Research Article | Open Access
Abderrahim Nemmar, Priya Yuvaraju, Sumaya Beegam, Mohamed A. Fahim, Badreldin H. Ali, "Cerium Oxide Nanoparticles in Lung Acutely Induce Oxidative Stress, Inflammation, and DNA Damage in Various Organs of Mice", Oxidative Medicine and Cellular Longevity, vol. 2017, Article ID 9639035, 12 pages, 2017. https://doi.org/10.1155/2017/9639035
Cerium Oxide Nanoparticles in Lung Acutely Induce Oxidative Stress, Inflammation, and DNA Damage in Various Organs of Mice
CeO2 nanoparticles (CeO2 NPs) which are used as a diesel fuel additive are emitted in the particulate phase in the exhaust, posing a health concern. However, limited information exists regarding the in vivo acute toxicity of CeO2 NPs on multiple organs. Presently, we investigated the acute (24 h) effects of intratracheally instilled CeO2 NPs in mice (0.5 mg/kg) on oxidative stress, inflammation, and DNA damage in major organs including lung, heart, liver, kidneys, spleen, and brain. Lipid peroxidation measured by malondialdehyde production was increased in the lungs only, and reactive oxygen species were increased in the lung, heart, kidney, and brain. Superoxide dismutase activity was decreased in the lung, liver, and kidney, whereas glutathione increased in lung but it decreased in the kidney. Total nitric oxide was increased in the lung and spleen but it decreased in the heart. Tumour necrosis factor-α increased in all organs studied. Interleukin- (IL-) 6 increased in the lung, heart, liver, kidney, and spleen. IL-1β augmented in the lung, heart, kidney, and spleen. Moreover, CeO2 NPs induced DNA damage, assessed by COMET assay, in all organs studied. Collectively, these findings indicate that pulmonary exposure to CeO2 NPs causes oxidative stress, inflammation, and DNA damage in multiple organs.
Rapid development of nanotechnology led to an immense array of nanomaterials varying in size, shape, charge, chemistry, coating, and solubility. Nanomaterials have different chemical, physical, and biological characteristics compared to larger materials of the same chemical composition. They are now being used widely in biomedical and many industrial applications [1–3]. However, widespread use of nanomaterials may lead to environmental contamination and human exposure by inhalation, dermal and oral routes, raising concerns about their potential toxicity . Amongst these nanomaterials, cerium oxide nanoparticles (CeO2 NPs) have a potential for use in industrial, environmental, and pharmaceutical areas. A major environmental usage of CeO2 NPs is as a diesel fuel additive to augment fuel efficiency and decrease particulate emissions [4–7]. In fact, CeO2 NPs are increasingly used as a fuel-borne catalyst in North America, Europe, and elsewhere [6, 8]. It has been shown that that supplementation of CeO2 to diesel reduces fuel consumption by 5%–8% and release of combustion-derived nanoparticles and unburned hydrocarbons by up to 15% [4–7]. Nevertheless, the associated emission of CeO2 nanoparticles into the environment may well exert unexpected health effects . Organization for Economic Cooperation and Development has included CeO2 NPs in the priority list of the nanomaterials needing urgent assessment .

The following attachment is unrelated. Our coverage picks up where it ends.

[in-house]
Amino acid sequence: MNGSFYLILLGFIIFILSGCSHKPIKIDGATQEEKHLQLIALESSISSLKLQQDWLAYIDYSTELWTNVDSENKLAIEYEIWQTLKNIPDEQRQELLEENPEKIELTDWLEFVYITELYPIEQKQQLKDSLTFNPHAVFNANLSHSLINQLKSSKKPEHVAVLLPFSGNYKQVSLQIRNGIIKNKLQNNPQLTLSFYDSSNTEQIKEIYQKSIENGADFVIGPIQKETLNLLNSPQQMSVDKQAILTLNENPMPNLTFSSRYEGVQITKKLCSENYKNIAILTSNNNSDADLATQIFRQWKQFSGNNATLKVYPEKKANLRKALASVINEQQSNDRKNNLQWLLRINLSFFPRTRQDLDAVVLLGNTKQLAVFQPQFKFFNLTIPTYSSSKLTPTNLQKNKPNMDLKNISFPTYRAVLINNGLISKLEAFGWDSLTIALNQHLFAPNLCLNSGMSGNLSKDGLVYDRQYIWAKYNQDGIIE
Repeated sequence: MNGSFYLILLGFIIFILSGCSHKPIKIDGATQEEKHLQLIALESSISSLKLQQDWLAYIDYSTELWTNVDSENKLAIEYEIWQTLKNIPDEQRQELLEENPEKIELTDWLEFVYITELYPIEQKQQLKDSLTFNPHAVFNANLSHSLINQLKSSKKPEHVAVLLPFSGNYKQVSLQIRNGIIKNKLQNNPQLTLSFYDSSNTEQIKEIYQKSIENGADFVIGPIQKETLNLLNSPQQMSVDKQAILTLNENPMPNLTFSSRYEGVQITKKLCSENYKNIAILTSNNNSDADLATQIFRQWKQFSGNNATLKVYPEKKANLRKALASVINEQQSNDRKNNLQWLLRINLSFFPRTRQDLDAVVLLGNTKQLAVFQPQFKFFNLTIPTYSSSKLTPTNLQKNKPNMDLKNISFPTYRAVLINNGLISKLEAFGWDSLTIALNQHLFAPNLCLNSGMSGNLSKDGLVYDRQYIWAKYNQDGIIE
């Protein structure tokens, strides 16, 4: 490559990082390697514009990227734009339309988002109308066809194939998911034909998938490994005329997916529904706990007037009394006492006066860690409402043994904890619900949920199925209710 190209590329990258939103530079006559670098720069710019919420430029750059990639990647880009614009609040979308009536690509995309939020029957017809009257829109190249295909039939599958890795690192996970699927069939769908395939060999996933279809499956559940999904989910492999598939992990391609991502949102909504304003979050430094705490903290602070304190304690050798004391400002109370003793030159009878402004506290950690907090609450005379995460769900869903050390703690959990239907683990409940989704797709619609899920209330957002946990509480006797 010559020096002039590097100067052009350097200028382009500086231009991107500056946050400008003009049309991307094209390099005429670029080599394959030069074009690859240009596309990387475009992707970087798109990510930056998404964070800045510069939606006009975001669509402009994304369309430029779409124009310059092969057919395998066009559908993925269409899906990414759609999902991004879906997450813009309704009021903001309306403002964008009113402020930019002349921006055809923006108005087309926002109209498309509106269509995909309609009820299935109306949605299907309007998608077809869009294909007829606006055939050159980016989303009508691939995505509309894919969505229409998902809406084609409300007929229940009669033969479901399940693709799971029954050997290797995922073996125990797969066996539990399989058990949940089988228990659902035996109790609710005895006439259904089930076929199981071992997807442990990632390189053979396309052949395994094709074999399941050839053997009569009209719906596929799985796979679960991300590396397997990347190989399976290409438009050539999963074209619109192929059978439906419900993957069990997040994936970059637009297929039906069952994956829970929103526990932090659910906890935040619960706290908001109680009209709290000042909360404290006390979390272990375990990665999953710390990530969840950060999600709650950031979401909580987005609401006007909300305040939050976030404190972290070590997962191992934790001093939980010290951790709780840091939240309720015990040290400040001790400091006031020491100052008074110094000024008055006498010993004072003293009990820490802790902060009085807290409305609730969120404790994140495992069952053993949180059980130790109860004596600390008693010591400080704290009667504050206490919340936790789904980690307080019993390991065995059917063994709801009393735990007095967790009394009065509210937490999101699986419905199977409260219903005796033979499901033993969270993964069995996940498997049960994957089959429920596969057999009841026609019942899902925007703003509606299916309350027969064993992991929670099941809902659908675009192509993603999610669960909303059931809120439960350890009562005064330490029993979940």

There is disagreement in the published studies about the impact of CeO2 NPs on inflammation and oxidative stress. Some studies have reported that CeO2 NPs reduce toxicity and inflammation in J774A.1 macrophages  and inhibit oxidative stress and nuclear factor-kappaB activation in H9c2 cardiomyocytes exposed to cigarette smoke extract . Also, it has been demonstrated that CeO2 NPs protect rodent lungs from hypobaric hypoxia-induced oxidative stress and inflammation in vivo . On the other hand, other studies reported the occurrence of inflammation, oxidative stress, apoptosis, autophagy in vitro [13, 14], and lung inflammation and fibrosis following intratracheal instillation or inhalation of CeO2 NPs [15–17]. Moreover, it has been demonstrated that CeO2 NPs are able to cross the alveolar capillary barrier and reach extrapulmonary sites following intratracheal (i.t.) instillation or inhalation [17, 18]. However, little is known about the potential pulmonary exposure to CeO2 NPs to cause inflammation, oxidative stress, and DNA damage in multiple distant organs. Therefore, the aim of the present study is to comprehensively assess the effect of acute (24 h) i.t. instillation of CeO2 NPs in mice on inflammation, oxidative stress, and DNA damage in some vital organs, including the lung, heart, liver, kidney, spleen, and brain.